April 7, 2010

A Night of the Lively Undead and the Musically Dying

(Reposted from Colorado Music Buzz, April Issue)

I have a certain level of compassion and admiration for those that can get up on a stage, play their instruments, and pour their hearts out for tens, hundreds, or thousands of strangers. I couldn’t do it. Not only can I not play any instruments, but also I have stage fright, which reduces me to squeaking. As a result, even while watching the worst of bands, I can honestly listen and say, “Well, I sure as hell couldn’t do it.” Then I cover my ears.

That was exactly what I said at 3 Kings Tavern on the night of March 12th. The opening act, Saint Christopher, took the stage with all the cockiness of a Rock star that has stuck around the music scene a decade too long. He set up his equipment: a guitar and a single bass drum. I watched with excitement and interest as he prepared, my thoughts drifting to the fantastic Portland-based musician, McDougall. He, too, was a solo-act with only a guitar and a drum to round out his music.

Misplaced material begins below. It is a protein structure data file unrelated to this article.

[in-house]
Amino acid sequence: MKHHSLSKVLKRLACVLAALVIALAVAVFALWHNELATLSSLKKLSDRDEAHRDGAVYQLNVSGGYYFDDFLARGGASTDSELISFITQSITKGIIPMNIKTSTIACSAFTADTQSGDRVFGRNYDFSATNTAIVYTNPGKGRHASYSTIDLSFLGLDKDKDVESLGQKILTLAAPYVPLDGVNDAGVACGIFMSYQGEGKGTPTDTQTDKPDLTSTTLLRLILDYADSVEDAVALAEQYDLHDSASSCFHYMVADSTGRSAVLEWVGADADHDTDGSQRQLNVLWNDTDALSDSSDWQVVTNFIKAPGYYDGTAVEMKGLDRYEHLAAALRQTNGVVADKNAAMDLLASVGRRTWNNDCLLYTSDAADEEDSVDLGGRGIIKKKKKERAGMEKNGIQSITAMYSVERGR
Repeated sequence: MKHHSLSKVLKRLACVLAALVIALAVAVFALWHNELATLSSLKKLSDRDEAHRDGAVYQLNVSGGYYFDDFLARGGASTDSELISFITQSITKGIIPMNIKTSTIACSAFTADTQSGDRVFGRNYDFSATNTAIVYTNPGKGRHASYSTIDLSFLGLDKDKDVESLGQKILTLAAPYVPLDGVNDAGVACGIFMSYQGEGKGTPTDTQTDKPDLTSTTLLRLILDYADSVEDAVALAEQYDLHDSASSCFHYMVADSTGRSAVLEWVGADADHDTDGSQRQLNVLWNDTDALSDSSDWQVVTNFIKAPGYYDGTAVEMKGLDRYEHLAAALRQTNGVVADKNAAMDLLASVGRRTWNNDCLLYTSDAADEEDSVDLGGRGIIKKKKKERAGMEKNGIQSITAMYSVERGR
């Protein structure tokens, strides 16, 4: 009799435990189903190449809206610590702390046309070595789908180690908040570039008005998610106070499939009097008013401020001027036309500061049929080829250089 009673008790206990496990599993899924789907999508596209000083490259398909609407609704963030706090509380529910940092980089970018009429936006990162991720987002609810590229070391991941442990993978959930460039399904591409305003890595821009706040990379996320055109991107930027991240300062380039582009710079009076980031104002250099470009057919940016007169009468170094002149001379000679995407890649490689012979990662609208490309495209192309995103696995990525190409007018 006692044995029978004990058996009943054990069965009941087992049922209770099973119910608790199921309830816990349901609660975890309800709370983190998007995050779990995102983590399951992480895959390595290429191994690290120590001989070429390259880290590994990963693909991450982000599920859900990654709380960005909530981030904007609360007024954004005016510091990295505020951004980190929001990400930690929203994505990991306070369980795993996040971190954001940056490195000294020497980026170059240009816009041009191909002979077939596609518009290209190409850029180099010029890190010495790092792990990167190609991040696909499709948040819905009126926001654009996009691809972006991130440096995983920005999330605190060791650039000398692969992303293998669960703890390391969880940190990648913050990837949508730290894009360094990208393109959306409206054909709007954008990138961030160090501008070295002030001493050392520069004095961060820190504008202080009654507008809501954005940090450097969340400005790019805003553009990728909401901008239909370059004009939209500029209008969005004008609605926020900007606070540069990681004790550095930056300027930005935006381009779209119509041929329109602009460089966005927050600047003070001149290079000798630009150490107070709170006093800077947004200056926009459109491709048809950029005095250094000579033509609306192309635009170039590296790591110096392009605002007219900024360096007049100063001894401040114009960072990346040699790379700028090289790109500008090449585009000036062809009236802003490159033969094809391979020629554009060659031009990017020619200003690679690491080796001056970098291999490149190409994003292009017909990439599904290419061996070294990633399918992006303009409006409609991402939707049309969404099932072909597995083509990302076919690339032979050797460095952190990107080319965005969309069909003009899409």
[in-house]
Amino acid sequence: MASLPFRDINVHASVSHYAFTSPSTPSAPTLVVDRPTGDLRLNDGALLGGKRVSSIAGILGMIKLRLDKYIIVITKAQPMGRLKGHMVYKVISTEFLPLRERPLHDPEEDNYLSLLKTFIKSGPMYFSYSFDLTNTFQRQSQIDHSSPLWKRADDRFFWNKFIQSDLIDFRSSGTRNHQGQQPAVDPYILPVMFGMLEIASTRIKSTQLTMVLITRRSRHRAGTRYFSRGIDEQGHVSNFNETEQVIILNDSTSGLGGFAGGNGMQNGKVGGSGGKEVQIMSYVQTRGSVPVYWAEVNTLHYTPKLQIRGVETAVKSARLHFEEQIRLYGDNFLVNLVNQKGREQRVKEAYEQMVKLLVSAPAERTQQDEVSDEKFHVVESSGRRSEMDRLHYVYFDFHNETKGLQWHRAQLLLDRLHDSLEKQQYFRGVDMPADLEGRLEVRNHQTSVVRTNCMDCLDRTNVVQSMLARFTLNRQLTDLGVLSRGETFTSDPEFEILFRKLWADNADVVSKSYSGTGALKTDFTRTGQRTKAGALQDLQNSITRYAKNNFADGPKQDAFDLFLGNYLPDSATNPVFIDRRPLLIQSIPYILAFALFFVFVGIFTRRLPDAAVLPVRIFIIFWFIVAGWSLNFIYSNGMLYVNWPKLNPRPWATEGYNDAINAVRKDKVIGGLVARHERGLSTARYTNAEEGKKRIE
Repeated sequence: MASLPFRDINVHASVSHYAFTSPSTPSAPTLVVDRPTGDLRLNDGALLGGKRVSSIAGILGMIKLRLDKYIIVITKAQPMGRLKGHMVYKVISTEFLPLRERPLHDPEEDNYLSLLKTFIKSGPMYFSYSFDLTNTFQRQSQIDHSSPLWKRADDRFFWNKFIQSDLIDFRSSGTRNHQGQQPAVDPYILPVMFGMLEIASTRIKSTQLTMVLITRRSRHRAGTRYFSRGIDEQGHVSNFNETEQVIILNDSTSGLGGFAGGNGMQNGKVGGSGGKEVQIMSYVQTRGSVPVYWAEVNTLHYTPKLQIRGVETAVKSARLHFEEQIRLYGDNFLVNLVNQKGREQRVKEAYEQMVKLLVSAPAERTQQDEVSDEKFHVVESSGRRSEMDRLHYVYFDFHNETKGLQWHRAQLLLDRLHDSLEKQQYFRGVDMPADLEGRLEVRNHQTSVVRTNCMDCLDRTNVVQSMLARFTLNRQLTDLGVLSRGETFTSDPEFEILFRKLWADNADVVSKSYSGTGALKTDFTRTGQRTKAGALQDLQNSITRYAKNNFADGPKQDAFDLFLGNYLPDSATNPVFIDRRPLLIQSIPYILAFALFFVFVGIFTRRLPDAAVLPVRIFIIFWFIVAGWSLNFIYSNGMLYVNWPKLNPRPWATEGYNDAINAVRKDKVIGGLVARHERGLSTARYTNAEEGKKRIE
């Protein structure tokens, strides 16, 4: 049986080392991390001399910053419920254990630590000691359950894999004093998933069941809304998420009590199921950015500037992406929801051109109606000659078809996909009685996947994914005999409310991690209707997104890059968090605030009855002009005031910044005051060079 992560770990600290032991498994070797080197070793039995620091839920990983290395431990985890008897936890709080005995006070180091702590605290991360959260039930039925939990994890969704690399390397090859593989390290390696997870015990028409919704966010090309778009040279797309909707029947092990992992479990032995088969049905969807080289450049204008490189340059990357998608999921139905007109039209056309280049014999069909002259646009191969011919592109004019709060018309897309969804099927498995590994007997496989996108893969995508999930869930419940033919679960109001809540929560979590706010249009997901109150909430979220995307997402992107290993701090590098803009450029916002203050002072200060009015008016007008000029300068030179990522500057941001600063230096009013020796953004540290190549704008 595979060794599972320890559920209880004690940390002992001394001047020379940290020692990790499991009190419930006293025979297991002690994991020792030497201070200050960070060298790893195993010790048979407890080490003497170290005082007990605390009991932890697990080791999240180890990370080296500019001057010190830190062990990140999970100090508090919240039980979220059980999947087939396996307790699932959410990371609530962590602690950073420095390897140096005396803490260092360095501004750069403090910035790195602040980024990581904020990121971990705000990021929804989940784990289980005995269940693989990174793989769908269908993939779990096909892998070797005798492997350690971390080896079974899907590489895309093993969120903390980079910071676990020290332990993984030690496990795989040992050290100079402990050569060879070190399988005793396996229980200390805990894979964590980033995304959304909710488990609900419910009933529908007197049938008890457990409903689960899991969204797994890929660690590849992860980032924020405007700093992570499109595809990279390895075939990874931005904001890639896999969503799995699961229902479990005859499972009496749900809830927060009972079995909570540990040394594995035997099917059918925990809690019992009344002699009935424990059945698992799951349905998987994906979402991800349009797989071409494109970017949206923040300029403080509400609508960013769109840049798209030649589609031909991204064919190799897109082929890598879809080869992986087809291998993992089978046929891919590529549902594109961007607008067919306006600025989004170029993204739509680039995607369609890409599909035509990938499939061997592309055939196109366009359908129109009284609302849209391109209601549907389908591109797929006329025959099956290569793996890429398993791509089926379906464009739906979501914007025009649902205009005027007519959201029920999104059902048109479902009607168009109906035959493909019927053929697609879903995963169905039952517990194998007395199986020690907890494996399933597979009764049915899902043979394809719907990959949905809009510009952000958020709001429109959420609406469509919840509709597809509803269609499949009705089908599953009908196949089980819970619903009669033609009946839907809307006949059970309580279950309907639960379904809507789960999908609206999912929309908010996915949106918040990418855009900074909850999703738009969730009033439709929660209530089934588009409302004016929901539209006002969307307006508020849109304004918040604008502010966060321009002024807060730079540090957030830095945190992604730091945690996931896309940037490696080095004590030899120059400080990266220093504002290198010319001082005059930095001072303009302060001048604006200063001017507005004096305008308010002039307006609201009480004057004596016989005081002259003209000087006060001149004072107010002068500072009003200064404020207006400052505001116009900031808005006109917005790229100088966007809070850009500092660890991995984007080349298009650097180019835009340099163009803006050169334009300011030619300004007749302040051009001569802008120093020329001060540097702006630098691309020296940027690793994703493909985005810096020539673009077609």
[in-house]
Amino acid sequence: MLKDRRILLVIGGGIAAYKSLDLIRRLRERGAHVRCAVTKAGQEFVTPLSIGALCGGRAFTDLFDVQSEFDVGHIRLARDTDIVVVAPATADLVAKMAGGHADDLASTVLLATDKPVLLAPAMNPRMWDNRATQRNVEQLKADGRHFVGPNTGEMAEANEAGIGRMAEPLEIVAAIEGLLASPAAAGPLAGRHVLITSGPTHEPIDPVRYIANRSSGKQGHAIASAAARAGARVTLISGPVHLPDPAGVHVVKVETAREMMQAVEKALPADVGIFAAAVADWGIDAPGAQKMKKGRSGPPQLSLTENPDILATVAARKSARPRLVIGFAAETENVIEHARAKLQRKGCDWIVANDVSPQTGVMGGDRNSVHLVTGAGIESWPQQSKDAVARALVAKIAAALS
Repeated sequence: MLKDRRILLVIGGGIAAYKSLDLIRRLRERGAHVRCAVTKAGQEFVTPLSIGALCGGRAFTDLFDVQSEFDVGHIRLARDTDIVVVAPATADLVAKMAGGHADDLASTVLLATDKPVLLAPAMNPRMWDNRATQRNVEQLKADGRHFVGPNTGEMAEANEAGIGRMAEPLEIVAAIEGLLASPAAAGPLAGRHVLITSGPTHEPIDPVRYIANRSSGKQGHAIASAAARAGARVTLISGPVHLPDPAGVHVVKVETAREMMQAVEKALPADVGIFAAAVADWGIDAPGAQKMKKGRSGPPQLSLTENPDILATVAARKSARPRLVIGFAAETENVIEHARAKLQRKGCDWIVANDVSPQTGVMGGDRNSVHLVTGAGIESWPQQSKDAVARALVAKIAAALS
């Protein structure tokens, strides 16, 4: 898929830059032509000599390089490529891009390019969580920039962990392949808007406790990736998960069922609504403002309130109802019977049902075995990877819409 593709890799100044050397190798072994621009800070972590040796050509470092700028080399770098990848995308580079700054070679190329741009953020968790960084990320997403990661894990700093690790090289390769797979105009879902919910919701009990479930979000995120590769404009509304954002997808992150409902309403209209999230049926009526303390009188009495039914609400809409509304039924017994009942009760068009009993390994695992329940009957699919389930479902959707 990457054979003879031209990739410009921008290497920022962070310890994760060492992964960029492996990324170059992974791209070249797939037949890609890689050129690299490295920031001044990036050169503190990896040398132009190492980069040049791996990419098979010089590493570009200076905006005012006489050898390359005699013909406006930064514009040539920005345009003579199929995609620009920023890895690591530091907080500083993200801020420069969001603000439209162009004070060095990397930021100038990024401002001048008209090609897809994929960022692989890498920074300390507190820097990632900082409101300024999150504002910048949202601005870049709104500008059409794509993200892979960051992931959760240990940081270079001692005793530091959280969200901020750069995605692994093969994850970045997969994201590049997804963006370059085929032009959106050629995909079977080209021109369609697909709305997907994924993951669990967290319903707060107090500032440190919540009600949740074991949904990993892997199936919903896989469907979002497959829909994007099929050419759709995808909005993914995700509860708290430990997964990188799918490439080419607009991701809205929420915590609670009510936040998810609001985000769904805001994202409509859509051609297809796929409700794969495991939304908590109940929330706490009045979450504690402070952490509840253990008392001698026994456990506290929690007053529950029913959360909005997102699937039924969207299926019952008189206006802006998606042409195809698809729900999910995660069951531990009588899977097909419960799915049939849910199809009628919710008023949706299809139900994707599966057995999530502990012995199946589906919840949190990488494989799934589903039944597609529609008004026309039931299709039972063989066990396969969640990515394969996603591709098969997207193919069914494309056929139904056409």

Yet when Nebraska-based Saint Christopher started, I was let down. His songs consisted of shouting, playing the same chords repeatedly, and relying on the overall noise level to rile the crowd. After a couple of minutes I couldn’t differentiate the notes, couldn’t tell which sounds were coming from the singer and which from the guitar. It was like a relentless, pulsing “rrrrrrraaaawww,” not unlike sitting in a helicopter. Nevertheless, I told my friend, “Welp, I couldn’t do it,” to which he replied, “Yes, I think you could.”

After Saint Christopher, it was time for Widow’s Bane, the band we had come to see. As is the case every single time I have seen them perform, they blew the audience away. They have endless energy – especially considering they are made up of a bunch of dead guys – and their stage presence is something every band should strive to achieve. While many of their songs were the go-to tunes (such as “Haul Away, Boys”), which have created a local following, they also performed some newer songs. “Boni” stood out with its rhythmic beats, old-time Funk sound, and lively vocal shifting.

Yet all good things must end … and far too quickly when it’s a Bane show. (Can someone please book them for a two-hour show already?) Then it was time for the headliner, Kentucky-rocker Joe Buck Yourself. Once again, I watched (though with less excitement this time) as he set up his guitar and bass drum. Joe Buck could have well been the opener’s hard-livin’, older brother. If I had to categorize the type of music he played, it would be Tennessee-Punk: destructive and angry, yet decidedly rural, just like his former bandmate, Hank Williams III. Unlike the opening band, I wasn’t obligated to stick around. So I, yet again, proclaimed, “Well, I sure as hell couldn’t do it,” then quickly closed my tab.

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